I used to be a news reporter at the New Zealand Herald. The reason the newspaper refers to her as "Miss" is somewhat complicated. Like many New Zealanders, including myself, Clark doesn't like honorifics at all (she prefers to be called "Helen Clark"). However conservative newspapers often require honorifics to be used in stories. Consequently, most conservative newspapers refer to her as "Mrs.", because she is married. However, when an NZ Herald news reporter asked her in person what honorific she prefered if one was absolutely necessary, she gave the answer "Miss". I can't remember her rationale for this, but I believe that she objects to her honorific being determined by her marital status, as the same does not apply to a man, and also that she strongly objects to being called "Ms". All press releases coming from her office refered to her as "Helen Clark" throughout, both at first mention and subsequent mentions. —Preceding unsigned comment added by (talk) 05:17, 17 July 2009 (UTC)
Thanks for the clarification.-gadfium 05:51, 17 July 2009 (UTC)

Yes, it's confirmed by her official NZ Government webpage ("Helen Clark" throughout): —Preceding unsigned comment added by (talk) 13:36, 19 July 2009 (UTC)

If we're going to get technical then the honorifics of Miss, Ms or Mrs are all wrong. Her honorific should be Rt.Hon. (talk) 08:51, 27 February 2010 (UTC)

No, that is no longer the case as she is not involved in NZ politics.—Preceding unsigned comment added by (talk) 18:32, 13 December 2010 (UTC)

Doesn't the Rt Hon title, once awarded, stay for life? Mattlore (talk) 19:30, 13 December 2010 (UTC)
That is my understanding, too. Also, see her parliamentary bio. Schwede66 20:29, 13 December 2010 (UTC)
Yes, in August 2010 the Queen announced that all current and former prime ministers of New Zealand would hold the honorific Right Honorable for life. There is some information on this on the wikipedia page ("right honorable"), I believe. — Preceding unsigned comment added by (talk) 03:39, 29 May 2011 (UTC)


Under the pretense of see talk the 2005 picture of Clark was replaced with the terrible 2008 picture. There was, in reality absolutely no consensus so I'd like to know why the picture is being used, beyond the age argument. She hasn't changed that much in three years but the pictures sure make a difference. Therequiembellishere (talk) 01:39, 8 November 2008 (UTC)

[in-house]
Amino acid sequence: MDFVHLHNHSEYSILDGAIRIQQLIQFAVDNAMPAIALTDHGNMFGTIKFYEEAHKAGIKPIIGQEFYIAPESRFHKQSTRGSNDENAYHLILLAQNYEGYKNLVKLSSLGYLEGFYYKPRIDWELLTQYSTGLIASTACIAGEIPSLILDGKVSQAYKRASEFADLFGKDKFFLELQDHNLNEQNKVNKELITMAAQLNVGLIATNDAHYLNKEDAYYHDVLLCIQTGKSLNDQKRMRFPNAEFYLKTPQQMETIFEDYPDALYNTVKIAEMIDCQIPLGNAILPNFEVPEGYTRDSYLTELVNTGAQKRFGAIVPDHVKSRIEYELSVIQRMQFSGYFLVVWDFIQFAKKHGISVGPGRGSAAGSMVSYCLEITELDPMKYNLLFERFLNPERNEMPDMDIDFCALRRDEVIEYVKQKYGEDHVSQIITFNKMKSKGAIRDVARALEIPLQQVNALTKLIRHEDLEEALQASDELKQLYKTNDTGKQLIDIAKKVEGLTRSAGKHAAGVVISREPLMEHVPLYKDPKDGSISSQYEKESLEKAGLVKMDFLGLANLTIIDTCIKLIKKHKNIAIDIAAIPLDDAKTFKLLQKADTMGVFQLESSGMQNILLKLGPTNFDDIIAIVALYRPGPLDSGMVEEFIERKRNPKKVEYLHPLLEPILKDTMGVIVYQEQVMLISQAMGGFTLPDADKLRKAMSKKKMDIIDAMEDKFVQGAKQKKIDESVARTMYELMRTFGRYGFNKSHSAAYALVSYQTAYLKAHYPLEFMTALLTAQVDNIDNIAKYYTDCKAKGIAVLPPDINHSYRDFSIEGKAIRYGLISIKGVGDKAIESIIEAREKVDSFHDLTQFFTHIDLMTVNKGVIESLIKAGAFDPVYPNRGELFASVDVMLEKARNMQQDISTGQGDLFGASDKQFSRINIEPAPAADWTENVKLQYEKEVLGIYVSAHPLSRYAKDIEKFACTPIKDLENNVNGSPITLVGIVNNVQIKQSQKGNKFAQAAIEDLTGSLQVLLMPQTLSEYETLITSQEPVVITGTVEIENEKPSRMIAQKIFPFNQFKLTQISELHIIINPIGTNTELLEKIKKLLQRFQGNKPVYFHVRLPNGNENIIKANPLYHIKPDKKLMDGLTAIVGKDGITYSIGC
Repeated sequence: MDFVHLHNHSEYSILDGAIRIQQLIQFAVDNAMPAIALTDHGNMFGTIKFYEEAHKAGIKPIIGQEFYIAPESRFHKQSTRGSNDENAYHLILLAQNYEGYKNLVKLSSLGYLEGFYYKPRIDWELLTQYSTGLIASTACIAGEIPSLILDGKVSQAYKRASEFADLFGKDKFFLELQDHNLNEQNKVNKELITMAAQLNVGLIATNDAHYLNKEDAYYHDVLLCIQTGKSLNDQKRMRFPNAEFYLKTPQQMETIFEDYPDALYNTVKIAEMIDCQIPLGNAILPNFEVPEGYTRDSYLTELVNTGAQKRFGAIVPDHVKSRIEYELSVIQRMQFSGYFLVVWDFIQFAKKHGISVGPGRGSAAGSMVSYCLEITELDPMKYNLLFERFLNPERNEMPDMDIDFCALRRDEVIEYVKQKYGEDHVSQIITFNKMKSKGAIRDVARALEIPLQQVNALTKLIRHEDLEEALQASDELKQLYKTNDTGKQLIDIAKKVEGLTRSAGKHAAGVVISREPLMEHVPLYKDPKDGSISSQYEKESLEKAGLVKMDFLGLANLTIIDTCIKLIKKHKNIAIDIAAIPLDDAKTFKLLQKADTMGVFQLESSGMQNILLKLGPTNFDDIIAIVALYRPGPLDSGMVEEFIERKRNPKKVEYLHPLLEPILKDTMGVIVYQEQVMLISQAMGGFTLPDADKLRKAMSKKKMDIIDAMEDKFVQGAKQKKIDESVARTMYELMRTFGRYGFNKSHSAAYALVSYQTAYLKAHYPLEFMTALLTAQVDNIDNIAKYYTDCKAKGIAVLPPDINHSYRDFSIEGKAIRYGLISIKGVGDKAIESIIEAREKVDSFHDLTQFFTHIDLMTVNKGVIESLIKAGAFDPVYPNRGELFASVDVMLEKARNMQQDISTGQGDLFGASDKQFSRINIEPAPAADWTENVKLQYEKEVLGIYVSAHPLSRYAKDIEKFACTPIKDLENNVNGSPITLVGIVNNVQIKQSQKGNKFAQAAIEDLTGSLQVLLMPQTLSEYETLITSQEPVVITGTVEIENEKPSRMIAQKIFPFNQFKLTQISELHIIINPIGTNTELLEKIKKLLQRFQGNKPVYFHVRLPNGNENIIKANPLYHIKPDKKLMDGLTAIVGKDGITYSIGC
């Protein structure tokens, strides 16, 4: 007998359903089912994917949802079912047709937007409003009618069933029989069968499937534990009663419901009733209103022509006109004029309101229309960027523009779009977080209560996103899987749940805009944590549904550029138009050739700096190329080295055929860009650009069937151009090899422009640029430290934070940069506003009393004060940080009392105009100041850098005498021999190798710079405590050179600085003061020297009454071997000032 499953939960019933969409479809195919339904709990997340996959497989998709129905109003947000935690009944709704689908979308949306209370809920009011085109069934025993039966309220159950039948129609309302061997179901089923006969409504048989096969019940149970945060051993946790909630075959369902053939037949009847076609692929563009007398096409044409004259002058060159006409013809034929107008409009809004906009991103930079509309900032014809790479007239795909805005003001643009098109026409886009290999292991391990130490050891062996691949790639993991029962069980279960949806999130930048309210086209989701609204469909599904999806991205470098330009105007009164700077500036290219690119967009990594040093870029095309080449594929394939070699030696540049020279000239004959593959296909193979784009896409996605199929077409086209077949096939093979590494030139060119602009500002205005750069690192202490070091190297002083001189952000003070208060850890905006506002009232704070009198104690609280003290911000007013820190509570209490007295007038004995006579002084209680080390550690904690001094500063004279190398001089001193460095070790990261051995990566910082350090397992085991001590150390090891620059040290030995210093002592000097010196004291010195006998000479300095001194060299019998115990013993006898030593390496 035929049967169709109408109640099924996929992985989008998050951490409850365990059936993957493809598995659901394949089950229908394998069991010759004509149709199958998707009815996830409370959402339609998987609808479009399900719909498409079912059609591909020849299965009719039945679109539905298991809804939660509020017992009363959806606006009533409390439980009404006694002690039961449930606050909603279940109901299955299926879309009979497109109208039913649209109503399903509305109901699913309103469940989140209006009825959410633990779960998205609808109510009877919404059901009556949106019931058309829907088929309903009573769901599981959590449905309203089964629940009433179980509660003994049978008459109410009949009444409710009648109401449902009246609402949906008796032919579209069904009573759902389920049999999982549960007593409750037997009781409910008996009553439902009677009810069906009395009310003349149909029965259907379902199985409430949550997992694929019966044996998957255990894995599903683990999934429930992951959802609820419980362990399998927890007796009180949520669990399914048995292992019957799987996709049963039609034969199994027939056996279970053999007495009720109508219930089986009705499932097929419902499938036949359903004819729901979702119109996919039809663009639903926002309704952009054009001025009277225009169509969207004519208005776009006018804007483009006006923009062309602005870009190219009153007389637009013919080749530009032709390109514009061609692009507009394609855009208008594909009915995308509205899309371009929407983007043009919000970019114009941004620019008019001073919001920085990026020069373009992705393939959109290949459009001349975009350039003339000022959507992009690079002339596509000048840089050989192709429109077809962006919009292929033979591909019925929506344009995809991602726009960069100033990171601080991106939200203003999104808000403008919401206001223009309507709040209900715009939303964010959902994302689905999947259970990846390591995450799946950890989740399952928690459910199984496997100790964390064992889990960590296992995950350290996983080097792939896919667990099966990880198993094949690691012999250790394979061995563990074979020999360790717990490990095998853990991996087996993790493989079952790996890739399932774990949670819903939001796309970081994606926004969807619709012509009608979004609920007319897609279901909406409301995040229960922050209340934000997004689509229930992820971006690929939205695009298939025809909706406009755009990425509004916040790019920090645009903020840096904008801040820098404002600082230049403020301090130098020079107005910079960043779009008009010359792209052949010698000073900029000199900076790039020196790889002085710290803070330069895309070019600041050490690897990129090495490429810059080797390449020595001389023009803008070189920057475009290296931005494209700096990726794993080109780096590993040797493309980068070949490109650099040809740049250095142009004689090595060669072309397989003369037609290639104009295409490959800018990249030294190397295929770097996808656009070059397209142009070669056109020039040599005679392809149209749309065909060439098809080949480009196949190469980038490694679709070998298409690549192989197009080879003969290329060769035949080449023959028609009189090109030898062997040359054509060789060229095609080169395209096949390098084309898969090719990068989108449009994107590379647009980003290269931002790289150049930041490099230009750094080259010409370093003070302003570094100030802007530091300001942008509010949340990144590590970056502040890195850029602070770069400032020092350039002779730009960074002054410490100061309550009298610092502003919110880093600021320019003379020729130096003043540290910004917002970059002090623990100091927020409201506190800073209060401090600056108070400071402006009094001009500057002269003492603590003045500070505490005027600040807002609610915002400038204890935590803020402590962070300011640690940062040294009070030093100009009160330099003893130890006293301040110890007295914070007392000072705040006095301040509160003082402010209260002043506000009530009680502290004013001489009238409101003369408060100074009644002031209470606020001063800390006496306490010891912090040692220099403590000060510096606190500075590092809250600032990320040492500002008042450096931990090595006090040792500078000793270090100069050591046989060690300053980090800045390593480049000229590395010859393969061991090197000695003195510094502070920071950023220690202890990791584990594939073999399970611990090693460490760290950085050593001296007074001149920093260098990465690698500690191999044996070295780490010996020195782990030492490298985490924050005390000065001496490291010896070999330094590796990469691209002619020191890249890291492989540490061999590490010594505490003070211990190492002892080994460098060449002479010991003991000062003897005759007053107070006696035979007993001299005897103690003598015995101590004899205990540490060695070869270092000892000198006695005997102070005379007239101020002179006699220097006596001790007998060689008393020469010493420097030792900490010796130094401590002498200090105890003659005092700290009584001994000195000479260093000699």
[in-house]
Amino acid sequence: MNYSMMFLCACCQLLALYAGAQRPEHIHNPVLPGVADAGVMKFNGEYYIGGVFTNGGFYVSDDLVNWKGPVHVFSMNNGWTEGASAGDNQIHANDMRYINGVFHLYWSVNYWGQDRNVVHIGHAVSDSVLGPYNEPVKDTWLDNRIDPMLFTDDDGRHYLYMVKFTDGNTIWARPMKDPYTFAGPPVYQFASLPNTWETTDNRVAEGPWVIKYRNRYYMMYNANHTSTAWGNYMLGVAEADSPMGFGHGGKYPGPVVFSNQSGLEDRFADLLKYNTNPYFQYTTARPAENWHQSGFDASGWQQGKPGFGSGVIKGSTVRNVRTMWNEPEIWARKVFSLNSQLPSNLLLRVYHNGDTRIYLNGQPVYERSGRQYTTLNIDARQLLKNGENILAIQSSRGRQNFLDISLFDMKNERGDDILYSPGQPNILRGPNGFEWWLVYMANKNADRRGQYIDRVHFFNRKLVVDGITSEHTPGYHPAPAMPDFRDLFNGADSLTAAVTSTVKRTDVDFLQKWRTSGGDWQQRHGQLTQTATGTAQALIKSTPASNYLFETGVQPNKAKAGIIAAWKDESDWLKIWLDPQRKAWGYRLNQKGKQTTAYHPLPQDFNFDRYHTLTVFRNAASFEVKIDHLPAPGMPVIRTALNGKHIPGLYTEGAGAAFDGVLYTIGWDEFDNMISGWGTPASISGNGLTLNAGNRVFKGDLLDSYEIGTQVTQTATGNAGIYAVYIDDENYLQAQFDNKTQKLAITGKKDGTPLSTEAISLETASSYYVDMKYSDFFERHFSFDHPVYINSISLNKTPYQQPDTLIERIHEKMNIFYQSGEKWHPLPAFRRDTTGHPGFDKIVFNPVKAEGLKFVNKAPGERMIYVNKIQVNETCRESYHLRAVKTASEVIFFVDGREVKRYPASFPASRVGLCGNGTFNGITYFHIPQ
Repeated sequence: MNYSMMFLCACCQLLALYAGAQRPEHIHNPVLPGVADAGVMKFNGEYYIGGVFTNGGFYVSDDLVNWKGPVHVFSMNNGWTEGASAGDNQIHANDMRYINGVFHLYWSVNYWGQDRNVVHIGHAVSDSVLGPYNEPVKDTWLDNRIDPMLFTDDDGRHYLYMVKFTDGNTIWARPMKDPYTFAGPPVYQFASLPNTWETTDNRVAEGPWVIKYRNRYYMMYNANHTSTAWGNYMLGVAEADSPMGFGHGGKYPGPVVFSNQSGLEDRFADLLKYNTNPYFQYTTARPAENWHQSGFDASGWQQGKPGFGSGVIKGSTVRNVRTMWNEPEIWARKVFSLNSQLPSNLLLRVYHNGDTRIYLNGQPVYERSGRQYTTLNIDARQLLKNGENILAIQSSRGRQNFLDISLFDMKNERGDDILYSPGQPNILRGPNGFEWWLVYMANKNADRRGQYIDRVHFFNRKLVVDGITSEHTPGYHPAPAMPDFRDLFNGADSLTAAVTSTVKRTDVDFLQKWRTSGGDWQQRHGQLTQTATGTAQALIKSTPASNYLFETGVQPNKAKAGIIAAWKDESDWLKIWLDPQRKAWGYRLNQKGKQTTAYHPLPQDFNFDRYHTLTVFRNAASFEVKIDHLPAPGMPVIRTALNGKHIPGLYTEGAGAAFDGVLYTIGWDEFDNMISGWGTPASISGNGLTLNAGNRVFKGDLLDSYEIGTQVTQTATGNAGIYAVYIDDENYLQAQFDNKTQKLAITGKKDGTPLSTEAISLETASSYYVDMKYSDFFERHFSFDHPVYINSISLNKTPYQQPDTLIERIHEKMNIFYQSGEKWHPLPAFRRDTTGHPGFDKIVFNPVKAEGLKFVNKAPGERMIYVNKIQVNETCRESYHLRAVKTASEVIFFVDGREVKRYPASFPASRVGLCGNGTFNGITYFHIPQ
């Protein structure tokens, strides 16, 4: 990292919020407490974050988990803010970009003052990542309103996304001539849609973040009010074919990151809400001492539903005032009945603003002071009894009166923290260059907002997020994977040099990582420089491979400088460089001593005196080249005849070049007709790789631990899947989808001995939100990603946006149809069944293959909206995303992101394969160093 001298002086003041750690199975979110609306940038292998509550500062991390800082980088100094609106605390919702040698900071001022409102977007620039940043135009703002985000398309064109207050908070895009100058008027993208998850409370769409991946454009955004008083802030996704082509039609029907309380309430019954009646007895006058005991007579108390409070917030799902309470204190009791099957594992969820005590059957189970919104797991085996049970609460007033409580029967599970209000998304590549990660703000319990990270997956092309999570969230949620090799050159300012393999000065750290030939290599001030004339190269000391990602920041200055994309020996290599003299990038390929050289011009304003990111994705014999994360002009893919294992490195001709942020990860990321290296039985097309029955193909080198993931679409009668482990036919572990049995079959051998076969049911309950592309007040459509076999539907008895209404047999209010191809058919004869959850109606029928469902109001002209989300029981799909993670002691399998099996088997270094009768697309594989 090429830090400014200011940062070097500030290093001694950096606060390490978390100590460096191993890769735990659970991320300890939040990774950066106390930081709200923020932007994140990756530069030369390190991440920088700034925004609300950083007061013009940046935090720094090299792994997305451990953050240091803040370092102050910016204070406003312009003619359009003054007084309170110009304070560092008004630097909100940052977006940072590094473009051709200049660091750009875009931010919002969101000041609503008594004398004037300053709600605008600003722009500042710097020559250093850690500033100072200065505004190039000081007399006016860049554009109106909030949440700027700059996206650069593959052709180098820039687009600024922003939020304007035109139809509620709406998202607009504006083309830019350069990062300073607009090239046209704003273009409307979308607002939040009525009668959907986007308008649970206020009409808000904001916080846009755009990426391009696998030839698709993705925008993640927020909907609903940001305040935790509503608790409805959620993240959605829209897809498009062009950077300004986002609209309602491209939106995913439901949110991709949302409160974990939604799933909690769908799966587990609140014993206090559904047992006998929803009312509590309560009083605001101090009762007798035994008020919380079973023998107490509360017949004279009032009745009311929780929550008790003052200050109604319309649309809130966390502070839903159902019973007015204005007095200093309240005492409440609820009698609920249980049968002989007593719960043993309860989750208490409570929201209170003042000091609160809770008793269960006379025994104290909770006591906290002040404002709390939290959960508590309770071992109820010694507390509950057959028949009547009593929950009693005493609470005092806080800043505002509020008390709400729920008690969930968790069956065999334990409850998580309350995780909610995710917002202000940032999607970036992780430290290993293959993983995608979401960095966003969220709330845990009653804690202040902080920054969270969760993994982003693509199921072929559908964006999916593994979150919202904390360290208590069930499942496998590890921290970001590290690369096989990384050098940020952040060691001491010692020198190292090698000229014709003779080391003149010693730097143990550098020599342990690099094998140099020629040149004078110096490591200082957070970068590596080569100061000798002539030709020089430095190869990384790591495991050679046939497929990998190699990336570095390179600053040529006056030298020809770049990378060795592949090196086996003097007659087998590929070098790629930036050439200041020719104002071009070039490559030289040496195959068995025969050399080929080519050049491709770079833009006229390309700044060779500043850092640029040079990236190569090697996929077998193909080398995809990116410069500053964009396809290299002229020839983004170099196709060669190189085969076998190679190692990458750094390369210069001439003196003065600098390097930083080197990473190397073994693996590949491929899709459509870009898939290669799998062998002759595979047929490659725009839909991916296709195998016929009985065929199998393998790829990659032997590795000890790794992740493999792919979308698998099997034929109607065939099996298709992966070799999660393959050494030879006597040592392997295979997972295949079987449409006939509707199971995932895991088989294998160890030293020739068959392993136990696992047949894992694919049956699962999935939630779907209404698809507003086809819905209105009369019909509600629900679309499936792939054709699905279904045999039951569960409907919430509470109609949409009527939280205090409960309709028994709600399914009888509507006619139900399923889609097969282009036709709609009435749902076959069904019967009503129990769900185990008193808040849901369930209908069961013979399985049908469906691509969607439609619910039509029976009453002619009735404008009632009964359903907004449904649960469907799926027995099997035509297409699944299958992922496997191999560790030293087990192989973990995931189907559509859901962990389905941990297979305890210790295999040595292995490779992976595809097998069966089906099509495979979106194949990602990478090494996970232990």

I'm not the one who changed it, but I like the 2008 version better. I'm not sure why you say it is horrible, I think it is a good picture of her. The 2005 picture looks quite different from what Helen appears like in normal day to day life. Also the 2005 pic is from an election advertisement with a red background to promote Labour, in my view using election adverts as main photos in biographical articles is pushing neutrality.--Anon 01:49, 8 November 2008 (UTC)

The most important issue here is that of image manipulation. Most official photographs of Helen Clark have been significantly altered by airbrushing. That is the main reason why many newspapers in New Zealand refuse to use her "offical" portrait. I tend to agree with the newspapers - wikipedia should be using real images as much as possible, rather than altered ones. —Preceding unsigned comment added by (talk) 07:15, 11 September 2009 (UTC)

The article omits Clark's membership in the Privy Council of the United Kingdom. By convention, the post-nominal PC should be appended to her name at the beginning of the article, as well as in the sidebar box. This is in addition to "the Right Honourable" — Preceding unsigned comment added by (talk) 00:22, 6 October 2011 (UTC)

Labour Party Leadership[edit]

There is some dispute as to when Harry Holland assumed leadership of the Labour Party and this, in turn caused confusion as to when Helen Clark passed his record of longest serving Labour leader. The figures below show that Clark passed Holland's maximum possible term on 26 October 2008, and had passed his minimum term on 8 Feb. 2008.

The beginning of Holland's leadership is given variously as from the death of Alfred Hindmarsh (13 Nov. 1918) or upon his election as "chairman" of the party in August 1919.[2].